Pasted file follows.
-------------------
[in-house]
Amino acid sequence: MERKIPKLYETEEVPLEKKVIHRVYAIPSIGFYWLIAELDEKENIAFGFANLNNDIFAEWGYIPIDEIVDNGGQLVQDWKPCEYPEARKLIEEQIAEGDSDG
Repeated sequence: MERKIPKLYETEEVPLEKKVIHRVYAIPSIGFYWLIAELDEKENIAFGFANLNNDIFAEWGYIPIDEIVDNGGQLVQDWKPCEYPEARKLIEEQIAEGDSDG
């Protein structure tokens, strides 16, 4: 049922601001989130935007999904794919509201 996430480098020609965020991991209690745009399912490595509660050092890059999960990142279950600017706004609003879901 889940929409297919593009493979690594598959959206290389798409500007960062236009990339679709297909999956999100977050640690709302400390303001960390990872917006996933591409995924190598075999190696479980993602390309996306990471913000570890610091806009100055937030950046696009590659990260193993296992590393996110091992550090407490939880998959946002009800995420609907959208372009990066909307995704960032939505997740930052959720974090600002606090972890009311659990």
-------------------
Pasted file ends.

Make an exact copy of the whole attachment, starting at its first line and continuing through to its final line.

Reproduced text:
[in-house]
Amino acid sequence: MERKIPKLYETEEVPLEKKVIHRVYAIPSIGFYWLIAELDEKENIAFGFANLNNDIFAEWGYIPIDEIVDNGGQLVQDWKPCEYPEARKLIEEQIAEGDSDG
Repeated sequence: MERKIPKLYETEEVPLEKKVIHRVYAIPSIGFYWLIAELDEKENIAFGFANLNNDIFAEWGYIPIDEIVDNGGQLVQDWKPCEYPEARKLIEEQIAEGDSDG
């Protein structure tokens, strides 16, 4: 049922601001989130935007999904794919509201 996430480098020609965020991991209690745009399912490595509660050092890059999960990142279950600017706004609003879901 889940929409297919593009493979690594598959959206290389798409500007960062236009990339679709297909999956999100977050640690709302400390303001960390990872917006996933591409995924190598075999190696479980993602390309996306990471913000570890610091806009100055937030950046696009590659990260193993296992590393996110091992550090407490939880998959946002009800995420609907959208372009990066909307995704960032939505997740930052959720974090600002606090972890009311659990």